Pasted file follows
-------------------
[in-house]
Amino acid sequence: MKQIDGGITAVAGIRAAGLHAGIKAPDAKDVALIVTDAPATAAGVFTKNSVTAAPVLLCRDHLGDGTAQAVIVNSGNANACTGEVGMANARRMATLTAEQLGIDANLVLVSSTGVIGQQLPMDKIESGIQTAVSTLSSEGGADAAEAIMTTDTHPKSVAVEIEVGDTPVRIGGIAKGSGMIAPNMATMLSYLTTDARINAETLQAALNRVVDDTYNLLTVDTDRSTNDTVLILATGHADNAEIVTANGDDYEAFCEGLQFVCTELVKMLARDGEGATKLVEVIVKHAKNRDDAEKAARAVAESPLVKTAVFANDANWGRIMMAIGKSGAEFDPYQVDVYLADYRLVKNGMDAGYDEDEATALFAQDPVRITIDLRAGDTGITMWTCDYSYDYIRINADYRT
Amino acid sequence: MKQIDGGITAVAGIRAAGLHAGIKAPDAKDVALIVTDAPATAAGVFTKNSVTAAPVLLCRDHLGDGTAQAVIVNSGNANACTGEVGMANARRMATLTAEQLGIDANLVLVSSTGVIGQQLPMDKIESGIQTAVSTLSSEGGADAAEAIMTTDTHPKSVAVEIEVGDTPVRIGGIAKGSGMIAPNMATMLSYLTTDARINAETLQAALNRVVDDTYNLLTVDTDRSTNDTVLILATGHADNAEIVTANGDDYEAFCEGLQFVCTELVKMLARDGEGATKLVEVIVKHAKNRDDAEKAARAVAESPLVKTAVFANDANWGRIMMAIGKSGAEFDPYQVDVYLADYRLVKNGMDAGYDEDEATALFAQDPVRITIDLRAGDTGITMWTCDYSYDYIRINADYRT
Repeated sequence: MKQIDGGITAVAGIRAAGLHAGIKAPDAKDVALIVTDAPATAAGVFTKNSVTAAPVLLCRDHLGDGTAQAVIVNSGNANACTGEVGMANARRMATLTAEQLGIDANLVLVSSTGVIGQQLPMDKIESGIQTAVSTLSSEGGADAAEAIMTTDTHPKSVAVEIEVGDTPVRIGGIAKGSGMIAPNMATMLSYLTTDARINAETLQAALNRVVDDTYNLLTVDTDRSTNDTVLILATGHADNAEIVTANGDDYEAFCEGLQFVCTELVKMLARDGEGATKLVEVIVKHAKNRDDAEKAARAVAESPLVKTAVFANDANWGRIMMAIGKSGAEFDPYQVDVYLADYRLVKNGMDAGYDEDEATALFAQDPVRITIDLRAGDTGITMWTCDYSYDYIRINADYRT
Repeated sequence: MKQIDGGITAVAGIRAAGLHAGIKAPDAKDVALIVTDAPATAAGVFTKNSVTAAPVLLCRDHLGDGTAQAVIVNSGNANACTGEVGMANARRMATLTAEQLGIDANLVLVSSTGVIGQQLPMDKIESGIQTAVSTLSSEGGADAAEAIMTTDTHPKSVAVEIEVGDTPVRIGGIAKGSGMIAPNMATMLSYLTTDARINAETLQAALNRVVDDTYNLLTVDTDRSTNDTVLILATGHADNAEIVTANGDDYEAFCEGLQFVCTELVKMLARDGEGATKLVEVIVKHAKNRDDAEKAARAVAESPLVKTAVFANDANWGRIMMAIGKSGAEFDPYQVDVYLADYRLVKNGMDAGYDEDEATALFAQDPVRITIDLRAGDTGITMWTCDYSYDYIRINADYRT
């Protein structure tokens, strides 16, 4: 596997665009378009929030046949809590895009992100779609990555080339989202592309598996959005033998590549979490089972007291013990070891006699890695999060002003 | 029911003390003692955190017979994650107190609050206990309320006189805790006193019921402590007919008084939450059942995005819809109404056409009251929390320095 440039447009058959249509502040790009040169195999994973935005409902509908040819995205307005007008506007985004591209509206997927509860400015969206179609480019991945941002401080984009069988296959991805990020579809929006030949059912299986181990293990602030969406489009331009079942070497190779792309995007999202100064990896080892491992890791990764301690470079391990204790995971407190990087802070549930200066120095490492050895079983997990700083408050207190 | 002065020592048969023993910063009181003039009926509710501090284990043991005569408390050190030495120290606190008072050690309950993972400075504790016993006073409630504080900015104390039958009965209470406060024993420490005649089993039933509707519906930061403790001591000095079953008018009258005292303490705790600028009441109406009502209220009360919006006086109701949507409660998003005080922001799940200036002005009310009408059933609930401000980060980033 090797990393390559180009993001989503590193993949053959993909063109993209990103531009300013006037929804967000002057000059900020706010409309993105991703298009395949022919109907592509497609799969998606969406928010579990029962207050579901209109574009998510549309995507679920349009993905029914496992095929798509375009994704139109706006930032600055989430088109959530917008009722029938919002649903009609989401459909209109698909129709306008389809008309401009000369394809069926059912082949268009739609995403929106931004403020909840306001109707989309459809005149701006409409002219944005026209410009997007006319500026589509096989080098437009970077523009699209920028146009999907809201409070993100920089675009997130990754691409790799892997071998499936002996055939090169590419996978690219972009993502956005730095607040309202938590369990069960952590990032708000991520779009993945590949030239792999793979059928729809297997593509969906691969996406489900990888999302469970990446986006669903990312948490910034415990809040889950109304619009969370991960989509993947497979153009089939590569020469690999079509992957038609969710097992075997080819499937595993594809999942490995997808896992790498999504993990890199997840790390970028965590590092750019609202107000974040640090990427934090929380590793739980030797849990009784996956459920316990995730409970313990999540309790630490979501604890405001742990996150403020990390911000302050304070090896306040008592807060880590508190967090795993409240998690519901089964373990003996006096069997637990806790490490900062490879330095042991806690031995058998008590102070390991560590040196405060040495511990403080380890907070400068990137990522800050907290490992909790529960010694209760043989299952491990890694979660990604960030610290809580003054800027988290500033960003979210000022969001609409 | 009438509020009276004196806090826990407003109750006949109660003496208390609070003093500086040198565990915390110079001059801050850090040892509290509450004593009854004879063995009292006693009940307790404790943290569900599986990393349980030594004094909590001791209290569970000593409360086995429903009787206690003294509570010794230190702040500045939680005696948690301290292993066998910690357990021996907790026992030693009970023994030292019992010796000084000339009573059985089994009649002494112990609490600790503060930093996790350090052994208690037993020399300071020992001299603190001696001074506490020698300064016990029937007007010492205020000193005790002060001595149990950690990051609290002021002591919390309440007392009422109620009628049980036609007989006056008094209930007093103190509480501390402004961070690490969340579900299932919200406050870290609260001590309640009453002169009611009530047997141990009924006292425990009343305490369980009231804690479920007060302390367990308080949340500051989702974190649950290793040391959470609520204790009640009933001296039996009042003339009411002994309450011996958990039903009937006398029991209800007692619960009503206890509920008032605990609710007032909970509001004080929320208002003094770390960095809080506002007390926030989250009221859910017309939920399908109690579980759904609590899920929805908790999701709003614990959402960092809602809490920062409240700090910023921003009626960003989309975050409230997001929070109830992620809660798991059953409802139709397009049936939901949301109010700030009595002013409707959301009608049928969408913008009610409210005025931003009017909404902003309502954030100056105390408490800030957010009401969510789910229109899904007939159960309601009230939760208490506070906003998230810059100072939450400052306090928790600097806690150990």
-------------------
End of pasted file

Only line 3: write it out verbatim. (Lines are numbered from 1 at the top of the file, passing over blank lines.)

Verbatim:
Amino acid sequence: MKQIDGGITAVAGIRAAGLHAGIKAPDAKDVALIVTDAPATAAGVFTKNSVTAAPVLLCRDHLGDGTAQAVIVNSGNANACTGEVGMANARRMATLTAEQLGIDANLVLVSSTGVIGQQLPMDKIESGIQTAVSTLSSEGGADAAEAIMTTDTHPKSVAVEIEVGDTPVRIGGIAKGSGMIAPNMATMLSYLTTDARINAETLQAALNRVVDDTYNLLTVDTDRSTNDTVLILATGHADNAEIVTANGDDYEAFCEGLQFVCTELVKMLARDGEGATKLVEVIVKHAKNRDDAEKAARAVAESPLVKTAVFANDANWGRIMMAIGKSGAEFDPYQVDVYLADYRLVKNGMDAGYDEDEATALFAQDPVRITIDLRAGDTGITMWTCDYSYDYIRINADYRT